What's the Lakers' secret weapon? Chemistry that's the envy of every team in the NBA.
Means behind the Los Angeles Lakers’ stunning 24-3 start isn’t hard to pinpoint.
In a league full of superstar tandems, LeBron James and Anthony Davis are the best among them. The Lakers’ defense has been absolutely suffocating. Under first-year coach Frank Vogel, they’re executing on both ends as well as any team in basketball and, just as importantly, giving consistent effort.
But among the attributes most directly responsible for Los Angeles’ success is one less easily seen by the naked eye and conveyed by even advanced statistics. What’s the Lakers’ secret weapon? Chemistry that’s the envy of every team in the NBA.
That Los Angeles’ culture has become an objective strength is one of the most surprising developments of 2019-20. As much as the Lakers’ potential undoing was supposed to be about a lack of dynamic ball handlers behind James and sweeping positional redundancies, perhaps more concerning coming into this season was the toxic combination of personalities brought together by the front office.
Dwight Howard, playing for his fifth team in five seasons, was a corrosive laughingstock at each of his previous stops. Rajon Rondo is notoriously hard-headed, and his stubbornness seemed ever likely to rear its ugly if he was forced to fight for playing time. JaVale McGee has a long history of immaturity and insubordination, including last season when he, Lance Stephenson, and Michael Beasley nearly came to blows with Luke Walton.
Those volatile players in the same locker room as James, playing under an extra harsh spotlight reserved for him and basketball’s glamour franchise, seemed a recipe for disaster. It’s not like James nipped his passive aggressive tendencies in the bud during his debut campaign with the Lakers, either.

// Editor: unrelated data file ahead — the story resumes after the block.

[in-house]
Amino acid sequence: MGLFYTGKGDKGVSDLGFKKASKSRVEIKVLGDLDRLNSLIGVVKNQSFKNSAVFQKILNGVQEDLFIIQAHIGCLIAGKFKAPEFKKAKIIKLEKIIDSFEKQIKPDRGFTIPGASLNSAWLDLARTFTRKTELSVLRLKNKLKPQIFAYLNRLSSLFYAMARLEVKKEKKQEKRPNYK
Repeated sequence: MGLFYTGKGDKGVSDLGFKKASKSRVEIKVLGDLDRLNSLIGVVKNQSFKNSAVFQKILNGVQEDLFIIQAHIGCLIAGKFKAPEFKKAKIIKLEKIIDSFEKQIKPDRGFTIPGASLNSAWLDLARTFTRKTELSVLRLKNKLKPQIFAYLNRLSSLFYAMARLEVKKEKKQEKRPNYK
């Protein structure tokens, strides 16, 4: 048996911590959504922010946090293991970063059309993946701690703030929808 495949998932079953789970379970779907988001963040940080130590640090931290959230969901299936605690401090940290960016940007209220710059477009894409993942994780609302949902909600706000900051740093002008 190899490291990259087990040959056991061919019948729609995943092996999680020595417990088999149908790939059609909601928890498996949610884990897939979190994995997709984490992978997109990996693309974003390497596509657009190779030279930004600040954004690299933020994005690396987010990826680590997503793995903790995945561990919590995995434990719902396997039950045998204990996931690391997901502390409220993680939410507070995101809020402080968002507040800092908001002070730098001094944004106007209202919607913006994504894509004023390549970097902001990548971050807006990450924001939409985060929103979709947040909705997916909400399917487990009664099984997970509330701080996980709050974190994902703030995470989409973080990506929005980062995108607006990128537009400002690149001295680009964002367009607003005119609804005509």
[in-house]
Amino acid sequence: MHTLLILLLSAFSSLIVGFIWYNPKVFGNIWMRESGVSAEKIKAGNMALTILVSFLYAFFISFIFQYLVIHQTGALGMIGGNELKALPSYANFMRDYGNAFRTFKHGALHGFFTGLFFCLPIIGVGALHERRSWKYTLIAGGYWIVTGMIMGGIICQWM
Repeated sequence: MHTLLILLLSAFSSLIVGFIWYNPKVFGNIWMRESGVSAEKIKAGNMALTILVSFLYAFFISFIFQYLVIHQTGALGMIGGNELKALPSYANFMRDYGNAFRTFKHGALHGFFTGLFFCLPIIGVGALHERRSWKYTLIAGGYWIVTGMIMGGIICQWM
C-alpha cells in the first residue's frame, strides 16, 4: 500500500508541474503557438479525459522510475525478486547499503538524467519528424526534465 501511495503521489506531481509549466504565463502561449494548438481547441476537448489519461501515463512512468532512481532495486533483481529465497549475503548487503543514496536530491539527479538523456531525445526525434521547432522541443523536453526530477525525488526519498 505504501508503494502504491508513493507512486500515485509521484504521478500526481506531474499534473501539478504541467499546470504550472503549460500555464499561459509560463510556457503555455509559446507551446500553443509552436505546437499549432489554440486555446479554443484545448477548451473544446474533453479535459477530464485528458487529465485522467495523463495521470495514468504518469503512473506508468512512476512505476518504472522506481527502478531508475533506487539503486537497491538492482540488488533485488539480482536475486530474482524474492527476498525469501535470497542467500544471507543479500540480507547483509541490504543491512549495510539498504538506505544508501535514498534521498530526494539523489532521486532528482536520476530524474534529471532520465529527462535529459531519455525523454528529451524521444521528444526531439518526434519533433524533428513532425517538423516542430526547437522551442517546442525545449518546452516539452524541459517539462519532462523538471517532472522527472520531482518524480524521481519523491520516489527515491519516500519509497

But instead of its oddball roster of veterans proving destructive, that dynamic has helped Los Angeles coalesce more seamlessly than anyone anticipated. It started with a preseason focus on defense and overall accountability. As Anthony Davis told it, he wouldn’t be afraid to challenge James and other veterans if they started slacking defensively.
That commitment has extended to the team at large over the first two months of the regular season, including when Avery Bradley went out with injury and Vogel “challenged” his team to replicate the dogged defender’s effort and intensity.
McGee and Howard have blown away expectations as the Lakers’ two-headed option at center. Even so, it’s striking that a player of McGee’s occasionally laissez-faire approach now hypes up a team featuring James and Davis in the pregame huddle.
Intricate handshakes have been a hallmark of teams led by James dating back to his first stint with the Cleveland Cavaliers. Los Angeles has taken the importance of that team-building exercise up a notch this season, as evidenced by James and Davis refusing to leave the floor after games until the other is finished with media responsibilities.
Danny Green and Alex Caruso even came up with a handshake based on the fact they’ve been randomly drug tested multiple times this season.
Green was a teammate of James with the Cavaliers in 2009-10, but his formative NBA years came with the always close-knit San Antonio Spurs. Even a product of that environment, though, is thoroughly impressed by the Lakers’ chemistry. Green said, per Heavy’s Brandon Robinson:
Our locker room and off the court chemistry is probably an A or an A-plus.
The scariest part for the rest of the league? Los Angeles is still in its infancy. This team, thrown together on the fly after the franchise-changing trade for Davis, inevitably has room to grow both on and off the floor.
And once they do, the Lakers will be even more dominant than they are right now – and loving every minute of it.
This article was edited by Gerelyn Terzo.
Last modified: January 22, 2020 11:40 PM UTC